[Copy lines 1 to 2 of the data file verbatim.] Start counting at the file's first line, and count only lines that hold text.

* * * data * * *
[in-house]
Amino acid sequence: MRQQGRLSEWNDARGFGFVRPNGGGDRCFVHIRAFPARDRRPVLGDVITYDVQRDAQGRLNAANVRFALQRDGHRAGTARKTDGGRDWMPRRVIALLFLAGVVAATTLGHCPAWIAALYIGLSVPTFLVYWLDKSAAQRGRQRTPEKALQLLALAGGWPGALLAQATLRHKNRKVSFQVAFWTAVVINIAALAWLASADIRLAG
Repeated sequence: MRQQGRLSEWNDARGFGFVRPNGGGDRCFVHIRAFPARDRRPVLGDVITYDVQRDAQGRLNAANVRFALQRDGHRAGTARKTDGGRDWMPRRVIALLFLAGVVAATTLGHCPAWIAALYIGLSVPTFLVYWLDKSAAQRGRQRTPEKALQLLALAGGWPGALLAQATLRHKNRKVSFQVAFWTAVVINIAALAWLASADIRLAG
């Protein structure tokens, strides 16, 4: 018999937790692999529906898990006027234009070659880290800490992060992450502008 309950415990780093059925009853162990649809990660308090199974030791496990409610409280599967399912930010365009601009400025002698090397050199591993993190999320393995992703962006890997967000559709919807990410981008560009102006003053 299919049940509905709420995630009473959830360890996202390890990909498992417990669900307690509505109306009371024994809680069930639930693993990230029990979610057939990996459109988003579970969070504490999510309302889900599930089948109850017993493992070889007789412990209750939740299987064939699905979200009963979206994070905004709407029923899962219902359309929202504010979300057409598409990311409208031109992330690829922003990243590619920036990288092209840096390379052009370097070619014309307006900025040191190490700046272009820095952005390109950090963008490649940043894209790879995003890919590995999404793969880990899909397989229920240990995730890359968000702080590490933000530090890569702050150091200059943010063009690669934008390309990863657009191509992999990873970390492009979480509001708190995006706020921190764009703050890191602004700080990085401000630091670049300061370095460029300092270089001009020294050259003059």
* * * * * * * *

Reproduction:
[in-house]
Amino acid sequence: MRQQGRLSEWNDARGFGFVRPNGGGDRCFVHIRAFPARDRRPVLGDVITYDVQRDAQGRLNAANVRFALQRDGHRAGTARKTDGGRDWMPRRVIALLFLAGVVAATTLGHCPAWIAALYIGLSVPTFLVYWLDKSAAQRGRQRTPEKALQLLALAGGWPGALLAQATLRHKNRKVSFQVAFWTAVVINIAALAWLASADIRLAG